It is intuitive that decision-makers might have attitudes towards uncertainty just as they might have attitudes towards risk. However, it is only recently that this intuitive notion has been formalized and axiomatically characterized. We estimate the extent of uncertainty aversion in a manner that is parsimonious and consistent with theory. We demonstrate that one can jointly estimate attitudes towards uncertainty, attitudes towards risk, and subjective probabilities in a rigorous manner. Our structural econometric model constructively demonstrates the theoretical claims that it is possible to define uncertainty aversion in an empirically tractable manner. Our results show that attitudes towards risk and uncertainty can be different, qualitatively and quantitatively, and that allowing for these differences can have significant effects on inferences about subjective probabilities.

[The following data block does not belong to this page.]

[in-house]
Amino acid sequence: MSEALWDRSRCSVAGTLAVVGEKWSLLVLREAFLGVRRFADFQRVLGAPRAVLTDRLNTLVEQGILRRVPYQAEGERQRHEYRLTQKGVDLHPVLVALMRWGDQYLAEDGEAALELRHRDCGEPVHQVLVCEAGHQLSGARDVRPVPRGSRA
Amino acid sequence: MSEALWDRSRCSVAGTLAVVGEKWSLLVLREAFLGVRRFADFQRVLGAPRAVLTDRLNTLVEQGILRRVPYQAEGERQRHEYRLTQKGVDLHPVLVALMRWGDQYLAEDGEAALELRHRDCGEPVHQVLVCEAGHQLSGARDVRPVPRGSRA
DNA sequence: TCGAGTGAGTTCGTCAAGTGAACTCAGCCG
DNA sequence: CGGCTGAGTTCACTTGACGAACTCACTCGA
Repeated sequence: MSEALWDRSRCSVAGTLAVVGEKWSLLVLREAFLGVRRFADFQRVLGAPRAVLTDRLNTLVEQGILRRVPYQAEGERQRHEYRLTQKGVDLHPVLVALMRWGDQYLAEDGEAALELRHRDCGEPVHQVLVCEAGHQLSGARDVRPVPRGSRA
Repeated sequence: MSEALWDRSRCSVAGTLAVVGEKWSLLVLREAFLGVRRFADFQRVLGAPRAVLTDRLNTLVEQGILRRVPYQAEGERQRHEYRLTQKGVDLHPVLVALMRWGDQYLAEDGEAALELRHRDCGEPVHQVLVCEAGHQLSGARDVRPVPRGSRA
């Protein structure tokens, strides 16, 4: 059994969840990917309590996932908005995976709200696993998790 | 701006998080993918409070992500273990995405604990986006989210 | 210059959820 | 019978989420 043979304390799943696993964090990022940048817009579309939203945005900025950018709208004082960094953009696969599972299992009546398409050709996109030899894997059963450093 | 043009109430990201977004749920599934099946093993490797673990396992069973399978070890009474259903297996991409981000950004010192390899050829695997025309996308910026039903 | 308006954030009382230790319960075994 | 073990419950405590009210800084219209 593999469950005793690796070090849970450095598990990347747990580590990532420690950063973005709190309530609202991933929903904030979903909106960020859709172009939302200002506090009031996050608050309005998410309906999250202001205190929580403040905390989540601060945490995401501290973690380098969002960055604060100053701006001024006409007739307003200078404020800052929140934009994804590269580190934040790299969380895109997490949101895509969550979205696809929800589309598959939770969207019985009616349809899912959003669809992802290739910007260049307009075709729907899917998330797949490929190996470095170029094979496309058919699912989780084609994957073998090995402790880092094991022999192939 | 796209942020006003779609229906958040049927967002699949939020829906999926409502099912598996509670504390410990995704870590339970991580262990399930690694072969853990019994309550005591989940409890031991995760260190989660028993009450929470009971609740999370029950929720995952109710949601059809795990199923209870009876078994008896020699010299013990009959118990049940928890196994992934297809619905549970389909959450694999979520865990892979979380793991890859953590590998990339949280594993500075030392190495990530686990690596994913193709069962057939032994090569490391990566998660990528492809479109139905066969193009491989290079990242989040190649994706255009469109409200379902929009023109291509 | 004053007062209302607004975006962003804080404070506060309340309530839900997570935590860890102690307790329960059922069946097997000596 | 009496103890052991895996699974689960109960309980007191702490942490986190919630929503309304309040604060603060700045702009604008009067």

|Place of Publication||Frederiksberg|
|Publisher||Department of Economics. Copenhagen Business School|
|Number of pages||70|
|Publication status||Published - 2009|
|Series||Working Paper / Department of Economics. Copenhagen Business School|